Studying an LLM in the UK – 3 top tips!
1. Learn how to ‘cite’ with proper footnotes
2. Source good bibliography
3. Read for necessity: quality over quantity
Writing proper footnotes
Whether writing an essay, case comment or dissertation, you must always make reference to (‘cite’) every source of information you use. Most universities will require you to use the Oxford Standard for Citation of Legal Authorities (OSCOLA) when formatting your citations. OSCOLA is detailed in full at https://www.law.ox.ac.uk/sites/files/oxlaw/oscola_4th_edn_hart_2012quickreferenceguide.pdf
Citing a book: M Lunney and K Oliphant, Tort Law: Text and Materials (4th edn, OUP 2010) 37.
Citing a case: Mullin v Richards  1 WLR 1304 (CA).
Citing a journal: J Young, ‘The Constitutional Limits of Judicial Activism: Judicial Conduct of International Relations and Child Abduction’ (2003) 66 MLR 823.
Citing legislation: Children and Adoption Act 2006, s 9.
Not having proper footnotes would result in you having low scores for your essays and at the very extreme, you might fail the essay if majority of your citations were not noted. The reason for having proper footnotes is that copying someone else’s work without giving them due credit is a serious academic offence at university.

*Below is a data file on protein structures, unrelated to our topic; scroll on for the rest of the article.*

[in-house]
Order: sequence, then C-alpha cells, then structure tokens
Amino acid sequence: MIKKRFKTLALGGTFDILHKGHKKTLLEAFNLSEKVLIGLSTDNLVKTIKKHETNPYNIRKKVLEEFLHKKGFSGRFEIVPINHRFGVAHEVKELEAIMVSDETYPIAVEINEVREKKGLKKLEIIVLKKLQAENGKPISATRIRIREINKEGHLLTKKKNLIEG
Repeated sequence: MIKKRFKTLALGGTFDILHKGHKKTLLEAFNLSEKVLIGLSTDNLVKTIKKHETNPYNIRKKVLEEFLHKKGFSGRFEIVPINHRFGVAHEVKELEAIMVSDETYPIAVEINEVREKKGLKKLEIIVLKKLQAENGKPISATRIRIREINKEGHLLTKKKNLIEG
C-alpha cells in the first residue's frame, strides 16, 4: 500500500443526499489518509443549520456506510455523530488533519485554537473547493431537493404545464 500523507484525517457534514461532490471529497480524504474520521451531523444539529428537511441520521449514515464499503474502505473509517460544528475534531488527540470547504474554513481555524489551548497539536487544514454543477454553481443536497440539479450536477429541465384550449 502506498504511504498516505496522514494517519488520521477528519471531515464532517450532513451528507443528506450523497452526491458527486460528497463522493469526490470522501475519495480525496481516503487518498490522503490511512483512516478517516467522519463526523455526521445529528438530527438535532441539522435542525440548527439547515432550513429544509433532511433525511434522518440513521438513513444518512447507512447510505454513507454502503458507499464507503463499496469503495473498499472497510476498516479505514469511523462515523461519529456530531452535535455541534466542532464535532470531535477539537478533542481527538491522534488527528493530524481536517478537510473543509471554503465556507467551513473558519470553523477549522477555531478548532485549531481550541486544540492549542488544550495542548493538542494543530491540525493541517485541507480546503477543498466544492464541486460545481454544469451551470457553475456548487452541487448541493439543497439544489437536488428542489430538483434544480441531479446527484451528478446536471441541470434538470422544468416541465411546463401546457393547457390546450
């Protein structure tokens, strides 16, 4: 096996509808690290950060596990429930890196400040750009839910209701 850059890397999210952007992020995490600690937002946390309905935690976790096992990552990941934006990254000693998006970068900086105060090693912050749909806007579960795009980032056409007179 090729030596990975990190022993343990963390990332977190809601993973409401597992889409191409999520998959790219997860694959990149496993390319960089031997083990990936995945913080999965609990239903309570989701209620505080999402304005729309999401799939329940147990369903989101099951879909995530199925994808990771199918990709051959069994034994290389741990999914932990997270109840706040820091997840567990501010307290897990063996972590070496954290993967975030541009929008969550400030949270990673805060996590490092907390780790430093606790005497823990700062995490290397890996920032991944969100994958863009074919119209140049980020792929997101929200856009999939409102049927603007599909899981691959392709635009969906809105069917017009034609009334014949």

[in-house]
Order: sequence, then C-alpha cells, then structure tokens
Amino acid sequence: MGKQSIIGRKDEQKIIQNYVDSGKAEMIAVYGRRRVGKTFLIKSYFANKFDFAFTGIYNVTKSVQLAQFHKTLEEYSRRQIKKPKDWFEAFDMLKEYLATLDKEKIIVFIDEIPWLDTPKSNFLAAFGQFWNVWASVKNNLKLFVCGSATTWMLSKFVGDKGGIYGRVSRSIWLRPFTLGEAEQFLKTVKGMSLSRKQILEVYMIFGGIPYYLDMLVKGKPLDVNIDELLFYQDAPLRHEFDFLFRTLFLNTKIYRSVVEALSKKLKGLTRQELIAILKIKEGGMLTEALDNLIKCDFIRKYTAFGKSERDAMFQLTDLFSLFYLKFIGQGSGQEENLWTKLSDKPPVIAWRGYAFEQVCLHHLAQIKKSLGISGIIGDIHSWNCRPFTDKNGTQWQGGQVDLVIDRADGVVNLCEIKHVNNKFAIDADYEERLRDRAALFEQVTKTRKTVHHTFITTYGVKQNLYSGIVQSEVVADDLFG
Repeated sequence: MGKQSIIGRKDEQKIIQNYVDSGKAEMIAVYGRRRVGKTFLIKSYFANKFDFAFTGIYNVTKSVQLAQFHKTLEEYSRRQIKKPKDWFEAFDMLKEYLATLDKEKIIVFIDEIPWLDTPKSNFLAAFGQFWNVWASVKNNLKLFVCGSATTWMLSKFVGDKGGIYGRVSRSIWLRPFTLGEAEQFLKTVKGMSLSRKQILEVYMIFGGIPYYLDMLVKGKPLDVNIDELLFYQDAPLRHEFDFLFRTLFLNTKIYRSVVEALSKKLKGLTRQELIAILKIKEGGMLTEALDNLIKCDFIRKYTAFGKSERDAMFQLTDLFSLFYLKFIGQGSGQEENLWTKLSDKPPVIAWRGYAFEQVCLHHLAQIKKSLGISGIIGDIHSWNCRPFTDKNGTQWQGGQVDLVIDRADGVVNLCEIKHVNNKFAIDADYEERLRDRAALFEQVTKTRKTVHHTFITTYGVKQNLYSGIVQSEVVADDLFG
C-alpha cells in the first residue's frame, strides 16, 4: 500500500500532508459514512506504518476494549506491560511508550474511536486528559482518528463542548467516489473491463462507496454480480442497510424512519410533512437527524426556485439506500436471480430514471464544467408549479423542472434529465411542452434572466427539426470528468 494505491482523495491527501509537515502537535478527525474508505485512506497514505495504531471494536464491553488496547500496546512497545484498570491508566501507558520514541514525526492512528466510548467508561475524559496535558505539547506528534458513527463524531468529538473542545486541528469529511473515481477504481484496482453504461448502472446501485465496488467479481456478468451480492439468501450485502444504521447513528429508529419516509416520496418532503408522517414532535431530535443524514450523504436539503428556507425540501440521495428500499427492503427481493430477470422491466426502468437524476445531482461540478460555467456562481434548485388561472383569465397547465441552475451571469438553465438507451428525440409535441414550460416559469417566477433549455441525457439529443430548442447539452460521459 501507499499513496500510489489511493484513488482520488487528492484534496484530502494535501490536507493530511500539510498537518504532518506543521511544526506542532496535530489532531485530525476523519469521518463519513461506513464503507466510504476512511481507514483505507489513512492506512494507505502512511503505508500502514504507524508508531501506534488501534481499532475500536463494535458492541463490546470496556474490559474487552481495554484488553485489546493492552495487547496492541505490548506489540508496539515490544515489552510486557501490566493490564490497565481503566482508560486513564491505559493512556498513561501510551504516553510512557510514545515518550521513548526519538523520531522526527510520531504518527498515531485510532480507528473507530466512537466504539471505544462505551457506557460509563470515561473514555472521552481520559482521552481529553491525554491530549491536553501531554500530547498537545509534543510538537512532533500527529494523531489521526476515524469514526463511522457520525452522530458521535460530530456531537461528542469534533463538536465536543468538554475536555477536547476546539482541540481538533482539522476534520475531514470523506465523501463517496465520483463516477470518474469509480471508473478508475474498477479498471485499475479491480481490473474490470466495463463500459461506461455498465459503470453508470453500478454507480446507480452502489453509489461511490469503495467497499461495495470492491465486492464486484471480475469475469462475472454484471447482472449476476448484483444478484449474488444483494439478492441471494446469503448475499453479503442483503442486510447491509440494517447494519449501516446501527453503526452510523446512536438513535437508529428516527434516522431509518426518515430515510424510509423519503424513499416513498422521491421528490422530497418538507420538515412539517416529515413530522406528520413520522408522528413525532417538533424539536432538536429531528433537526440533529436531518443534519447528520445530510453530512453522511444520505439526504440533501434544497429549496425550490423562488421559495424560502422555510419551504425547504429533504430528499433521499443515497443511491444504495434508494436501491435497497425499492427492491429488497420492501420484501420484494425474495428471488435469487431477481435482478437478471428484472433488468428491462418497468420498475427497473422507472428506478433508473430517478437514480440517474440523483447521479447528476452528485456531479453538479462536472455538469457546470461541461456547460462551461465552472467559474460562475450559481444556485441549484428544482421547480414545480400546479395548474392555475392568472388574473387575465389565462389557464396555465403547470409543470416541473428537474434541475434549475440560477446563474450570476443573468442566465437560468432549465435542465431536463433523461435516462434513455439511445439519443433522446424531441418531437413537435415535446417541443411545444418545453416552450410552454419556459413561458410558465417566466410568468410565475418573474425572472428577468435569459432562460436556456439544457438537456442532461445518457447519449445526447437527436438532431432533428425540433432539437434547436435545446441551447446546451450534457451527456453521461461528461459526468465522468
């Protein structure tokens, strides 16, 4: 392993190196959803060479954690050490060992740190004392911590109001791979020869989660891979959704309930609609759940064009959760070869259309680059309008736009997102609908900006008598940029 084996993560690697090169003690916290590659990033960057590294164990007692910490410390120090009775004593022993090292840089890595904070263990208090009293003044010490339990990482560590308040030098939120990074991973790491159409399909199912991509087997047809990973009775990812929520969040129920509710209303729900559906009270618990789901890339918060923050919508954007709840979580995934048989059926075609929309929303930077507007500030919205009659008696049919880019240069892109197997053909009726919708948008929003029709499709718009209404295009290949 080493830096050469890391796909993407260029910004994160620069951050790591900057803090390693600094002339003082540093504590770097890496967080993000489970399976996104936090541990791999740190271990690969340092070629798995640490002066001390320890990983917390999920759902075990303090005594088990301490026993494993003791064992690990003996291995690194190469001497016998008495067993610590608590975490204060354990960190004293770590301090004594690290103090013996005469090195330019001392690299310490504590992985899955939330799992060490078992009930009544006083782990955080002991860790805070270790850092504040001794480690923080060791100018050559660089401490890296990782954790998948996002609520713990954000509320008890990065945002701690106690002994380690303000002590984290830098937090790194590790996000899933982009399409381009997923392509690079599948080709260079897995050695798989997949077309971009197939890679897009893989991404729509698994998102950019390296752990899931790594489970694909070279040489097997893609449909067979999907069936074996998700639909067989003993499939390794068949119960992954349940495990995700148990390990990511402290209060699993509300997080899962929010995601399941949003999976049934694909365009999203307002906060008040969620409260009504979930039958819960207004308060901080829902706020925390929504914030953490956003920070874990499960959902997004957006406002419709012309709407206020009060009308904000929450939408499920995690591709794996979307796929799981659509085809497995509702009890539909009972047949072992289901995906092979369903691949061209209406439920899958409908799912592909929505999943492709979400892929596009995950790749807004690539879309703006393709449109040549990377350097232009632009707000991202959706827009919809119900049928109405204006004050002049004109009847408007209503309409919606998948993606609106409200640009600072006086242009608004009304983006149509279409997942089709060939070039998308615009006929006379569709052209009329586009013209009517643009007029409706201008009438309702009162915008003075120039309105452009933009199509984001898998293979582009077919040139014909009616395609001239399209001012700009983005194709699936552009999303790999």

Source good bibliography
Law lecturers in the UK want a balanced view in your essay to show that you have considered both sides of the argument. If you want to impress your lecturer, show him/her something they have never seen before! That’s one way to get that distinction. Your university will automatically give you free access to these sites:
Read for necessity – skim, narrow down and analyse
As a law student, you will have a lot of reading to do. There will be case law, journals and articles that will be presented to you as a weekly ‘reading list’. The biggest mistake you could make is to read every word of every journal/book on that list! The reality is that you won’t have the time and it is nearly impossible to complete the entire reading list.
A top tip would be for you to find the most important books on that list and to narrow down the most important paragraphs that answer the question. And only occasionally will you need to read beyond that. Once you have narrowed down the most important pieces of information, take time and carefully analyse the facts and opinions of that paragraph and form your own analysis/conclusion.
So: skim read, narrow down, and analyse
Good luck and most importantly, enjoy your year in the UK!
Clara Ho is the Operations Manager at Hands On and completed her LLB and LLM at Cardiff University. She was a mini-pupil at One Essex Court Chambers and completed an internship at Mishcon De Reya LLC in London. She also did pro bono work at the award-winning NHS Continuing Health Care scheme with Hugh James Solicitors in Wales.
For more questions, she can be contacted at: email@example.com